Buying car insurance can be daunting purely because of the fine print and all of the jargon that is associated with the car insurance industry.
Below we explain some commonly used terms. Feel free to contact us if there is anything else you would like explained or if you want further explanation on anything below.
Certificate of Motor Insurance
This is the policy document issued by the insurance company providing proof of insurance. It is required by law. We recommend printing this out and keeping a copy in your vehicle. It is proof that you have insured the vehicle and will be valid for the duration of the policy.
A claim is the application you make to your insurer to request payment for a loss that is covered by your car insurance policy.
This identifies who is an insured, the insured’s details, the insuring company, what risks or property are covered, the policy limits (amount of insurance), the policy period and cost of the insurance (premium).
When filling out the online form on www.travellerscarinsurance.co.nz your details will be transferred on to your certificate of insurance which is emailed to you once payment is made (and you have agreed to the terms and conditions.
These are provisions, rules of conduct, duties and obligations required for coverage.
It is a condition of cover that all drivers drive throughout New Zealand according to the New Zealand Licence Authority Standards.
If policy conditions are not met, the insurer can deny the claim.
This is the financial contribution you are required to pay towards a claim you make on your car insurance policy. Compulsory excesses differ across the various insurers. Travellers Car Insurance requires a NZD$500 excess on each claim you make.
An event or circumstance in which the insurance company does not have to pay out.
For example ‘There is no payment made if an accident occurs while you are under the influence of alcohol, the proportion being more than is legally allowed while driving in New Zealand’.
This is the policy holder or the person who is insured. In this case it is the owner of the car that is insured.
The insurer is the company that will issue the car insurance policy and pay for any claims that are made. Travellers Car Insurance policies are administered by Crombie Lockwood & underwritten by QBE Insurance International Limited.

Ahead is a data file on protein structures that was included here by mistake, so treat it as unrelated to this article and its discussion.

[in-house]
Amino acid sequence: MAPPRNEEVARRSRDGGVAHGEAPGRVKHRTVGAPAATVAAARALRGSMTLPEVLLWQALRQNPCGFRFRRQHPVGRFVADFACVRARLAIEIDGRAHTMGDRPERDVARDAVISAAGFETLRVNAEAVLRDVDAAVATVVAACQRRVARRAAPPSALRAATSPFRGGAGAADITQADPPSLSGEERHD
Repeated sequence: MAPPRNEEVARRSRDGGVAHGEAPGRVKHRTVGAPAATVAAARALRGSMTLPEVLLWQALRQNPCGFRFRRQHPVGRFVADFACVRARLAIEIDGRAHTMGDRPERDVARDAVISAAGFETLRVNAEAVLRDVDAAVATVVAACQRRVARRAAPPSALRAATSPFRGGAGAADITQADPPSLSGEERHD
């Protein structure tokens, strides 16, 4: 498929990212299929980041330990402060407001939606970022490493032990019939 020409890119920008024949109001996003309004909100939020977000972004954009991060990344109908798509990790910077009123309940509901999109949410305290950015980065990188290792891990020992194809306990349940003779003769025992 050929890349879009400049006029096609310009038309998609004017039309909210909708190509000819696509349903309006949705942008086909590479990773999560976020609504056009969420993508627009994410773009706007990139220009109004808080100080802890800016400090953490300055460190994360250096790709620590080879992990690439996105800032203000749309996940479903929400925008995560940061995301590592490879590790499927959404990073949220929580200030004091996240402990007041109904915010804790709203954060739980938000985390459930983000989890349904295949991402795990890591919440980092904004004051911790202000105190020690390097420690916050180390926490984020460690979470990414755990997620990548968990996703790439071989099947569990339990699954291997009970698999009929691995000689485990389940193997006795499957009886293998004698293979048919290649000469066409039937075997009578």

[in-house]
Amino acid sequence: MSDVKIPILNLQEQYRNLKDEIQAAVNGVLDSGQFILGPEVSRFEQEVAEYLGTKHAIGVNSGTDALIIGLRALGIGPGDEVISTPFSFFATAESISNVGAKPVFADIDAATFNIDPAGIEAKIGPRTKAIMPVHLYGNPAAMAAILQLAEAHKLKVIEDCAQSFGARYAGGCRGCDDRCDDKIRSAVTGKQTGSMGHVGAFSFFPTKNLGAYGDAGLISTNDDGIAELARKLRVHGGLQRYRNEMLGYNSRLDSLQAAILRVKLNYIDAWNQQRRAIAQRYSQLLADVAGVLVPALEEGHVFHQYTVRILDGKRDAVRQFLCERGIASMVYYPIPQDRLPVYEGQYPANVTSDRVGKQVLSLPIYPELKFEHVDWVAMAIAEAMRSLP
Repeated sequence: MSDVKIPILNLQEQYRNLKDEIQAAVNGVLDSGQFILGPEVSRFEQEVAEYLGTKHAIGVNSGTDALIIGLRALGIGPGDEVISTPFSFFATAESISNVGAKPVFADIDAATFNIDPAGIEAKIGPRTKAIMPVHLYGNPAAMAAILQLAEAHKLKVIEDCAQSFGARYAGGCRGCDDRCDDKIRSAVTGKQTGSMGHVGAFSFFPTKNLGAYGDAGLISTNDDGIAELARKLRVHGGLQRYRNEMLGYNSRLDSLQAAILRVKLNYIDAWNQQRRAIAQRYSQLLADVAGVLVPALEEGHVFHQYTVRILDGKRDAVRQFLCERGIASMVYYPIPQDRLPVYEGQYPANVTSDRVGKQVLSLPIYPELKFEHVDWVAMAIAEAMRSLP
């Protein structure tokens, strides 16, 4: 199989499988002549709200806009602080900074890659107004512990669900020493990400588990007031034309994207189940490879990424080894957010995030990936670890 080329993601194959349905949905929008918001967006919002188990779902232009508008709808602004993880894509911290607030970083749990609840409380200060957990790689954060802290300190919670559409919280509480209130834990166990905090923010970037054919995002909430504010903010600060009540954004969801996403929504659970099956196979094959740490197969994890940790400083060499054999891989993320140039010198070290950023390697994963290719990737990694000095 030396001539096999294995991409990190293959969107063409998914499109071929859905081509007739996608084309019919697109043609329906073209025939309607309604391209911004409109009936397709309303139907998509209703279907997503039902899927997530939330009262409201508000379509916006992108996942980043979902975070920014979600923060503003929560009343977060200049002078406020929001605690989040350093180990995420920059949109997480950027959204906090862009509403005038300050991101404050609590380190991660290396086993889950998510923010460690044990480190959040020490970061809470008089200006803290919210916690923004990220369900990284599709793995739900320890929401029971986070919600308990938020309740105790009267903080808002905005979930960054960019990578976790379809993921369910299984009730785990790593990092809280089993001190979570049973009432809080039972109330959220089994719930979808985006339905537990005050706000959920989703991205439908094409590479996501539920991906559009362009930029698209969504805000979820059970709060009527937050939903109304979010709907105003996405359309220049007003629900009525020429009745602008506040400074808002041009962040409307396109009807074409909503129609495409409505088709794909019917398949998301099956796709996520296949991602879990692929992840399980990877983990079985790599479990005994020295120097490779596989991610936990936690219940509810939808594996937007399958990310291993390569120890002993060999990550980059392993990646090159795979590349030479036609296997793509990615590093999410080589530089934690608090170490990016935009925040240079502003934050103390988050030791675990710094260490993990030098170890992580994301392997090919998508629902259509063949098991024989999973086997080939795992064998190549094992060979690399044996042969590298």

The price for which you (the policy holder) could purchase the same or comparable vehicle, taking in to consideration it’s pre-loss age & condition.
With Travellers Car Insurance the Market Value is only relevant to Third Party Fire & Theft policies and the maximum amount payable is limited to NZD$3,000 for any claim.
No Claims Bonus
This is a discount that is given by many insurance companies as a reward for not making any claims. This doesn’t apply to Travellers Car Insurance, as we specialise in short term car insurance for travellers to New Zealand. However when you return to your home country , you might purchase a car and the company you select to get car insurance through is likely to offer a No Claims Bonus annually (yearly).
This is the cost of your insurance or the amount that you pay for it. For example 3 months, Third Party Only insurance for an 18 year old is $218.50.
The policy is the document setting out the legal rights and obligations between the insurer and yourself. When you purchase car insurance with Travellers Car Insurance you are able to view a sample policy before you purchase it. Your policy document is then emailed to you once you have paid for your policy and agreed to the policy terms and conditions.
This is the amount of money that your insurer pays out for a claim.
Third Party Only Car Insurance
Sometimes referred to as liability insurance, third party vehicle insurance covers you (or authorised drivers) if you cause damage to persons or property caused by the vehicle you have insured. Third Party Insurance does not cover damage to your own vehicle.
Third Party Fire and Theft Insurance
This option includes Third Party Only Insurance coverage and will also cover your car if it is stolen or damaged due to fire.
Underwriters work for the insurance company and accept or reject risks on behalf of the insurance company.